Search - P.D.Q. Bach - Abduction of Figaro / Peter Schickele, Minnesota Opera on DVD

P.D.Q. Bach - Abduction of Figaro / Peter Schickele, Minnesota Opera
PDQ Bach - Abduction of Figaro / Peter Schickele Minnesota Opera
Actors: Marilyn Brustadt, Michael Burt, John Ferrante, Bruce Ford, Dana Krueger
Genres: Comedy, Musicals & Performing Arts
NR     2004     2hr 24min

No Description Available. Genre: Performing Arts - Opera Rating: NR Release Date: 10-FEB-2004 Media Type: DVD


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Movie Details

Actors: Marilyn Brustadt, Michael Burt, John Ferrante, Bruce Ford, Dana Krueger
Creators: Stephen Schmidt, Peter Schickele
Genres: Comedy, Musicals & Performing Arts
Sub-Genres: Comedy, Classical, Musicals
Studio: Video Artists Int'l
Format: DVD - Color
DVD Release Date: 02/10/2004
Release Year: 2004
Run Time: 2hr 24min
Screens: Color
Number of Discs: 1
SwapaDVD Credits: 1
Total Copies: 0
Members Wishing: 4
Edition: Classical
MPAA Rating: NR (Not Rated)
Languages: English

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Movie Reviews

PDQ Bach's Operatic Masterpiece!
L. Mountford | Bellingham, WA United States | 11/13/2000
(5 out of 5 stars)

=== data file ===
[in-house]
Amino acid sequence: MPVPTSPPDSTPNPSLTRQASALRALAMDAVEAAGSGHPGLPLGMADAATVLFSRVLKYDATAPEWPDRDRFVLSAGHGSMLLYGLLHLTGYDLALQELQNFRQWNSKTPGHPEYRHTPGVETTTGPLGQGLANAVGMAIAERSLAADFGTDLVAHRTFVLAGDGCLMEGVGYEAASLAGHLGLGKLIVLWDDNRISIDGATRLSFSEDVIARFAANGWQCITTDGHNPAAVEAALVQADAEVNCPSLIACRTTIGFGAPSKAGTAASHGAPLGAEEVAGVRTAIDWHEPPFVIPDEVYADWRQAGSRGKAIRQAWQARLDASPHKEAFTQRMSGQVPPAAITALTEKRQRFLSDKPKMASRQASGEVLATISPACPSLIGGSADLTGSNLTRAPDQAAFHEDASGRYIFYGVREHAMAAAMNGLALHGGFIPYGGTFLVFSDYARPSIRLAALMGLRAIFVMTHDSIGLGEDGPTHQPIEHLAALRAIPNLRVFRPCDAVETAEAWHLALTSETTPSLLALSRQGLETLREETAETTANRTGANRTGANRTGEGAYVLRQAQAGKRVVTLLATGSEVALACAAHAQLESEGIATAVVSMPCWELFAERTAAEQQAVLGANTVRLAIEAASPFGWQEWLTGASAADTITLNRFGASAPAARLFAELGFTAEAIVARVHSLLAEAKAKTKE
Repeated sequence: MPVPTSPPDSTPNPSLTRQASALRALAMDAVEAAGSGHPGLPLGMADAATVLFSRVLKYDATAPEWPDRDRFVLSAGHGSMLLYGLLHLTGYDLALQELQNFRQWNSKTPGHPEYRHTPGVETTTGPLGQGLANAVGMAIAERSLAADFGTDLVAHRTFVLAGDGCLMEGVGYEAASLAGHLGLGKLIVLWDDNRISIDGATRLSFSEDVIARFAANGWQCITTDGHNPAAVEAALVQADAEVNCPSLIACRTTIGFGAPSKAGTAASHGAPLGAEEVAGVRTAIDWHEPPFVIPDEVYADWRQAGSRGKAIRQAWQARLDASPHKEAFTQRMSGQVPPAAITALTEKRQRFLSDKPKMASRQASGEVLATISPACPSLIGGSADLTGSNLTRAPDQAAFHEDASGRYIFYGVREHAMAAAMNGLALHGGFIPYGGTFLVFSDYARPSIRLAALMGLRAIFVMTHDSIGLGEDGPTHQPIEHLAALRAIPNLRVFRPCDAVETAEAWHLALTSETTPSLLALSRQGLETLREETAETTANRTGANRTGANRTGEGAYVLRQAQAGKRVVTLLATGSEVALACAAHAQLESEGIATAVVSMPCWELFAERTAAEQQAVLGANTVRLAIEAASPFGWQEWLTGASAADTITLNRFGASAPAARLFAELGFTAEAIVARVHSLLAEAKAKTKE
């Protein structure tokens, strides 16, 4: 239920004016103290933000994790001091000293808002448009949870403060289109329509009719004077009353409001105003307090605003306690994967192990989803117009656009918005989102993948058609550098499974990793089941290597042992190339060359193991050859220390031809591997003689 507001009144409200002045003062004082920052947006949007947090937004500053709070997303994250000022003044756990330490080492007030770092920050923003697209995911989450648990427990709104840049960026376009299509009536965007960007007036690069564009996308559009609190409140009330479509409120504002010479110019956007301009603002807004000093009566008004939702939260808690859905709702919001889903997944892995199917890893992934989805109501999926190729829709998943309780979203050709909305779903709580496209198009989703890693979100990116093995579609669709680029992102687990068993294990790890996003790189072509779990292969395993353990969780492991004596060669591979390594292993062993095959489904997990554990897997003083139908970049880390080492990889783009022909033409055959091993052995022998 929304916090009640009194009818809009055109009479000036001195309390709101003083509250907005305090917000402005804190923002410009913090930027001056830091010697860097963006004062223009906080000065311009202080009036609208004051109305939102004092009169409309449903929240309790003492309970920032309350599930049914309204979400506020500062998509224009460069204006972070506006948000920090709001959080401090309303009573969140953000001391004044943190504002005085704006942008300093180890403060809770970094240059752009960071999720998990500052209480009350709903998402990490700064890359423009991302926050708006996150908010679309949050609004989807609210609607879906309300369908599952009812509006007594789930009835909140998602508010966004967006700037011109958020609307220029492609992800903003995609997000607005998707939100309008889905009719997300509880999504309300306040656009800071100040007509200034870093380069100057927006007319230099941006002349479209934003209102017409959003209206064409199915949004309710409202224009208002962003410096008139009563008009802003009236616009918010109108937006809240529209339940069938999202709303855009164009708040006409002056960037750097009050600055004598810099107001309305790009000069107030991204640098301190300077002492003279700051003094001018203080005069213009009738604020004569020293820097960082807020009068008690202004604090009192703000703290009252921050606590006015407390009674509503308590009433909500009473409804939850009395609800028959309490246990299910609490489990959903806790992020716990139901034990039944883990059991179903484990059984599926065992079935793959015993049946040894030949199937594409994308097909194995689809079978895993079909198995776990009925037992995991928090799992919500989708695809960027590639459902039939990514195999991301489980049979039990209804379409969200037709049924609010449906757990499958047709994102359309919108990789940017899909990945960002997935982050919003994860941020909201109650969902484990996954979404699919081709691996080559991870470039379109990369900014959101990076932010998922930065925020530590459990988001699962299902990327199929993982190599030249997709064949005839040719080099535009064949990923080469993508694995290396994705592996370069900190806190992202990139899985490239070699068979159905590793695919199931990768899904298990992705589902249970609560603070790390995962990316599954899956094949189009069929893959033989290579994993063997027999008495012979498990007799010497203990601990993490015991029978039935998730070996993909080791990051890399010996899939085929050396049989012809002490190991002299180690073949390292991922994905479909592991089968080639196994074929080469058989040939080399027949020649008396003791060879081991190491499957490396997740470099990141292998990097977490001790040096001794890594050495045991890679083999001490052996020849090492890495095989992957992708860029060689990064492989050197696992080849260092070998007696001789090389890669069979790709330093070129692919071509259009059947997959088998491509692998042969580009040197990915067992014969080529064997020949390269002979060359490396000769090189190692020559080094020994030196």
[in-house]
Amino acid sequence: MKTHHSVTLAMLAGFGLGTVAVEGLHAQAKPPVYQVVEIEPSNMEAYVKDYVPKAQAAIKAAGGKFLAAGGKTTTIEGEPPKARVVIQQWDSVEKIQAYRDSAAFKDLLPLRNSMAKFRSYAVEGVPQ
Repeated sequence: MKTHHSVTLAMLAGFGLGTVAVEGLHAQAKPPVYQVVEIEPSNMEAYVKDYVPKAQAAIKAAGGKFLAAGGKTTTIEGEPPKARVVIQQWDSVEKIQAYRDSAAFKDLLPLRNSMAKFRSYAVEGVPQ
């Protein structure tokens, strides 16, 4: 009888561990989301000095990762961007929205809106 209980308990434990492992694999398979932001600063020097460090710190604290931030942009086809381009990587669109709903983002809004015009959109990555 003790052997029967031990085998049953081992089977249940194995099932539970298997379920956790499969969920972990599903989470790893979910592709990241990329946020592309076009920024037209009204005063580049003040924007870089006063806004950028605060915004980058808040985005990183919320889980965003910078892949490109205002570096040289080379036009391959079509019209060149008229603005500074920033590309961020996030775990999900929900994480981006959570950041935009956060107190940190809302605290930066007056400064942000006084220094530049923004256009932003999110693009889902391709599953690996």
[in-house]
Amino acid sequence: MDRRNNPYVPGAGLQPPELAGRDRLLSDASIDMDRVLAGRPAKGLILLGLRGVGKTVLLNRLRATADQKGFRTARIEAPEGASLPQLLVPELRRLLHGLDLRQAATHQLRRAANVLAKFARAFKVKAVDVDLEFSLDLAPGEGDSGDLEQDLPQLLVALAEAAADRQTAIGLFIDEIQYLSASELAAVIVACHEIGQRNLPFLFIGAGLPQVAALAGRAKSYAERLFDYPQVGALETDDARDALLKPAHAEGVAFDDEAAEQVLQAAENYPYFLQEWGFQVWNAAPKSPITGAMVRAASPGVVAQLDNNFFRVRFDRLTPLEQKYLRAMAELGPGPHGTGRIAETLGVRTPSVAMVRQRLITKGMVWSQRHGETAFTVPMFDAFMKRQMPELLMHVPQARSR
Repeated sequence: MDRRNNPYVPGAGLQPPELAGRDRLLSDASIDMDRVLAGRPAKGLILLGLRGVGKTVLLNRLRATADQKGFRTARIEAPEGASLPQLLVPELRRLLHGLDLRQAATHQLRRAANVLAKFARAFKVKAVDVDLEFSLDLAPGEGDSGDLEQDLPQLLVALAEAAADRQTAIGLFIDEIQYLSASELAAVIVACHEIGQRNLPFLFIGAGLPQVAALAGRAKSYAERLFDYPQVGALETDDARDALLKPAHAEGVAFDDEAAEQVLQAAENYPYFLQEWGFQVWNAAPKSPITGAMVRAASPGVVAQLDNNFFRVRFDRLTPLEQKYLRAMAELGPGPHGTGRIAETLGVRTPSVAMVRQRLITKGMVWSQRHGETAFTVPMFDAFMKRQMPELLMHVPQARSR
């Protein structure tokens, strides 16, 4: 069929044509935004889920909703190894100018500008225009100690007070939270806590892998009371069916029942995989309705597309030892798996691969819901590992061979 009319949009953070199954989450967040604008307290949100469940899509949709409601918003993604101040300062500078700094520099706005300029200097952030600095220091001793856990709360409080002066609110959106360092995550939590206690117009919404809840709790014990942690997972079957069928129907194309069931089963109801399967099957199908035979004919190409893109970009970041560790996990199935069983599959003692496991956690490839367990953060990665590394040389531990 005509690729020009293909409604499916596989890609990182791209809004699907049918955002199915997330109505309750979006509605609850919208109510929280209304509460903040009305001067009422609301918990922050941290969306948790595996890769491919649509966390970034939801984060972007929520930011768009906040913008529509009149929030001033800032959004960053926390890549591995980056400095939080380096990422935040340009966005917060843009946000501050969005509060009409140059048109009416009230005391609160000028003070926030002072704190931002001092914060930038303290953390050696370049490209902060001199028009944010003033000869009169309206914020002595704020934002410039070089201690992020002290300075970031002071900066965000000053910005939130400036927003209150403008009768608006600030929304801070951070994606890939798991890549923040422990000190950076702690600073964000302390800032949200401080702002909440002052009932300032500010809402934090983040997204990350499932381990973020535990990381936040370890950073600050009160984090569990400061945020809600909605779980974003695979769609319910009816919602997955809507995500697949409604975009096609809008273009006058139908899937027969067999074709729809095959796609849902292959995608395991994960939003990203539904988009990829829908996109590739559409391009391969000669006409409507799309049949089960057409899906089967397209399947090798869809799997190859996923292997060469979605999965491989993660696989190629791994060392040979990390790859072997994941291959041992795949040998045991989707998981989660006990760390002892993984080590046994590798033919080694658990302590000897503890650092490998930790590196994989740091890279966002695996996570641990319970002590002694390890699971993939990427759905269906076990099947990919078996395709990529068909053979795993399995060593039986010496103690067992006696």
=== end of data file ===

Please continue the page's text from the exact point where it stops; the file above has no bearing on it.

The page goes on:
"You already know going in that this will be funny. PDQ Bach (Peter Schickele) has a long history of very clever musical satire. I mean, who else can write music in the style of Bach, Mozart, and Handel, and call it something like "Fanfare for the Common Cold," "The Seasonings," "Chorale Prelude On An American Hymn For The Last Sunday Before The Fourth Day Of The Seventh Month After New Year's Eve," and dedicate a piece to "A nobleman, Count Pointercount"? At last, we have one of Schickele's major works on video, in a fully staged production by The Minnesota Opera. The principals are quite good, and the chorus is excellent.Peter Schickele clearly loves Mozart's operas. There are numerous "jokes" based on Don Giovanni, Le Nozze di Figaro, Cosi fan Tutte, Abduction from the Seraglio, and The Magic Flute. Like Mozart's operas, Abduction has a convoluted plot: Susanna Susannadanna's husband, Figaro, is dying ("Stay With Me"). However, before he can die, he is abducted by Captain Kadd ("My Name is Captain Kadd, and I Am Very Very Very Very Very Very Bad"). Well, actually before he is abducted, Susanna is visited by Dona Donna who is searching for Donald Giovanni ("Perfidy, Thy Name is Donald, Although They Call Thee Don for Short"), who loved her and left her (Donna, that is, not Susanna). There is a rescue attempted by the men (Donald and his mute companion, Schleporello), who are shipwrecked, who are then followed by the ladies who end up in the Pasha Shaboom's harem. Well, you get the picture.There are subtle and not-so-subtle parodies of specific Mozart arias ("Batti, batti" becomes "Macho, macho, That's How All Men Are," and is followed immediately by "You Can Beat Me," for example), but you don't need to know the Mozart works to appreciate the humor. While some of the bits are perhaps a tad too broad, the clever lyrics and well-written music more than compensate. One of the funniest bits in the entire work is the "Caribbean Ballet" in the style of Swan Lake, complete with pineapple headdresses in place of the usual feathers for the "corps de ballet," and a "Carmen Miranda"-style Odile.This is definitely worth seeing if you're already a fan of PDQ Bach. It's definitely worth seeing even if you're not yet a fan."